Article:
English Grammar | confusing nouns 1: money, wages, salary, skills, knowledge, work, job, workplace,employment, unemployment




English Grammar common mistakes | confusing nouns 1

Those who do manual work often earn less money. [correct]
Those who do manual work often earn less wages. [incorrect]

People without computer skills find it difficult to get a job nowadays. [correct]
People without computer knowledge find it difficult to get a job nowadays. [incorrect]

A salary is the total amount that a professional person is paid each year:
The marketing job offers opportunities to travel and an attractive salary.

A wage is the amount of money earned each week/ month for casual or manual work:
Tim got a painting job with a wage of $400 per week.

We use money in a more general sense:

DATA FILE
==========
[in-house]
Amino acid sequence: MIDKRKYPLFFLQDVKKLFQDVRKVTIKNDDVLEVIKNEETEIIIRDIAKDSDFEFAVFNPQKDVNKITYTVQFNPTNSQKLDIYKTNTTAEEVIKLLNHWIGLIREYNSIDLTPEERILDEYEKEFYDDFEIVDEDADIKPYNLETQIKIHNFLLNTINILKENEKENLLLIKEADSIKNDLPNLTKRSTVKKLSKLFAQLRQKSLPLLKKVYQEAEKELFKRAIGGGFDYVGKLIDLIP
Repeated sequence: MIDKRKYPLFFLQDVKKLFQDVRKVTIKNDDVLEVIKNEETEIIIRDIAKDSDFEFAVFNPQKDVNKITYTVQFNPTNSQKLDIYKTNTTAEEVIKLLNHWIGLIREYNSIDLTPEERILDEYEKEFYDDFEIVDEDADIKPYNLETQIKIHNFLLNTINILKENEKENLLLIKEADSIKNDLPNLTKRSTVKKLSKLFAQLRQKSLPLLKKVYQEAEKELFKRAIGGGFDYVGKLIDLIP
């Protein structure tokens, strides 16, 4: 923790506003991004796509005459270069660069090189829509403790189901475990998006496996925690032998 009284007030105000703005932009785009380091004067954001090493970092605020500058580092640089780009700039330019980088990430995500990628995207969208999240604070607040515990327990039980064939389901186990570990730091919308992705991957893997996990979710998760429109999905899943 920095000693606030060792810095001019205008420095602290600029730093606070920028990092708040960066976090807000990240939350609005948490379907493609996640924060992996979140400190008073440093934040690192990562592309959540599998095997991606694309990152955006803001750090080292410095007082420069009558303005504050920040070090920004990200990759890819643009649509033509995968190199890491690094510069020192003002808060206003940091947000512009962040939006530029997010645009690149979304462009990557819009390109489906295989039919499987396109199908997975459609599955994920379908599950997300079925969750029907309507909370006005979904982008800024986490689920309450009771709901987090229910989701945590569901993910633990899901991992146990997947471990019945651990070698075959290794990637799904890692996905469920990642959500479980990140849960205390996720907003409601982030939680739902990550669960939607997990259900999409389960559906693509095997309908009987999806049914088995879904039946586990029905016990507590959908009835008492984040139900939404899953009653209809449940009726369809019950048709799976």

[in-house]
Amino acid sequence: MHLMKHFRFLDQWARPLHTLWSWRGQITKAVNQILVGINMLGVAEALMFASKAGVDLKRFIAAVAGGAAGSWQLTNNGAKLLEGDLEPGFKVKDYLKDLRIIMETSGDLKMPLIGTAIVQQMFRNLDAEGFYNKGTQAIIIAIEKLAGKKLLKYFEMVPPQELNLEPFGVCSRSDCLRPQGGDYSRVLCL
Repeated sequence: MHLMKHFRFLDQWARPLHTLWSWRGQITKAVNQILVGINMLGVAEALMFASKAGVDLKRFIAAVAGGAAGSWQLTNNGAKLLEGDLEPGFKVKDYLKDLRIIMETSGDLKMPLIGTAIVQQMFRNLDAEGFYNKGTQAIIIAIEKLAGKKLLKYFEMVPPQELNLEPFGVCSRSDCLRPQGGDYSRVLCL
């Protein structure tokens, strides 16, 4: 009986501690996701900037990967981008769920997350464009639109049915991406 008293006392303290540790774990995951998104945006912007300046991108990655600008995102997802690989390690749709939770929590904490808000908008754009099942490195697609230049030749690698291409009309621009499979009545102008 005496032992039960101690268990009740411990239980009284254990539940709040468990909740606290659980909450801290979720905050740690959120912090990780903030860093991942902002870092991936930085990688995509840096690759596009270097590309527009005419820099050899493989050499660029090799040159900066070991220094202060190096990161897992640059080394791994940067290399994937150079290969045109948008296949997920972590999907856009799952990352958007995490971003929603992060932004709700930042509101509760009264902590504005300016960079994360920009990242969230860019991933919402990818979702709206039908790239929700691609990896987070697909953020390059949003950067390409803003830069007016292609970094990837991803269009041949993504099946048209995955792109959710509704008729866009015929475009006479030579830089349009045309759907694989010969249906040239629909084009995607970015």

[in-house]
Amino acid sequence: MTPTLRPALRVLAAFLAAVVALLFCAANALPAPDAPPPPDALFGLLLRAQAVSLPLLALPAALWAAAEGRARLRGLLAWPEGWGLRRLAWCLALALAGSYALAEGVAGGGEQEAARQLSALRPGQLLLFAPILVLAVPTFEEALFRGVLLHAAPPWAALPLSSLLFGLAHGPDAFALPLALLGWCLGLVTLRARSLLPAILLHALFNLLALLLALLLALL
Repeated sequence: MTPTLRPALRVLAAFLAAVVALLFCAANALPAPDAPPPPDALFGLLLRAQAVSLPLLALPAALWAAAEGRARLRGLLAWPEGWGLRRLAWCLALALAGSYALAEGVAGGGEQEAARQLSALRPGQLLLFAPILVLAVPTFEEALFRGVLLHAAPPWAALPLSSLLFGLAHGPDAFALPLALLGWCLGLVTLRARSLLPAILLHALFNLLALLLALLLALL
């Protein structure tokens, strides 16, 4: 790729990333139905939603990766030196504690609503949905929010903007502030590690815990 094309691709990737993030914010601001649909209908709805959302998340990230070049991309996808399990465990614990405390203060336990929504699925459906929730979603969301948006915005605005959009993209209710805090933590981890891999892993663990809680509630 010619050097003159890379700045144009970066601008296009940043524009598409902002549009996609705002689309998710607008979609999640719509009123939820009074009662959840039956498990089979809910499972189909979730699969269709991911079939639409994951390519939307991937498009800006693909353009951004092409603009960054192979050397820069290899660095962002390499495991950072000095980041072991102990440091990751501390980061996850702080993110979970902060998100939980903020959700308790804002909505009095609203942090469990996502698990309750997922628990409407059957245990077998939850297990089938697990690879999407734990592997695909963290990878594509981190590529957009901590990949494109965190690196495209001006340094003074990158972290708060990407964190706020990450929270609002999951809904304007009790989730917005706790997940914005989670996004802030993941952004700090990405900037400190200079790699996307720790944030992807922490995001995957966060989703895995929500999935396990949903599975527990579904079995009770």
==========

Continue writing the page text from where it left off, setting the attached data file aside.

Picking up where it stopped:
Nowadays people need to earn a lot more money to be able to buy a house. (not earn a lot more wages)

Job refers to the type of work you do or a particular task:
My job is to manage the staff.
At home, my job is to do the ironing.

Work can be a noun or a verb and is used in a general sense:
It took a lot of work but I finished the project. (uncountable noun)
My dad works in a bank. (verb)

Workplace is the place where you work:
It is better to train in the workplace rather than at a college.

Knowledge refers to facts you have studied over time, and skills refer to practical ability.
Compare:
His knowledge of history is amazing.
I have good typing skills.

We use employment and unemployment to talk about general work trends:
Unemployment figures fell this week. (employee = a worker, employer = a boss.)

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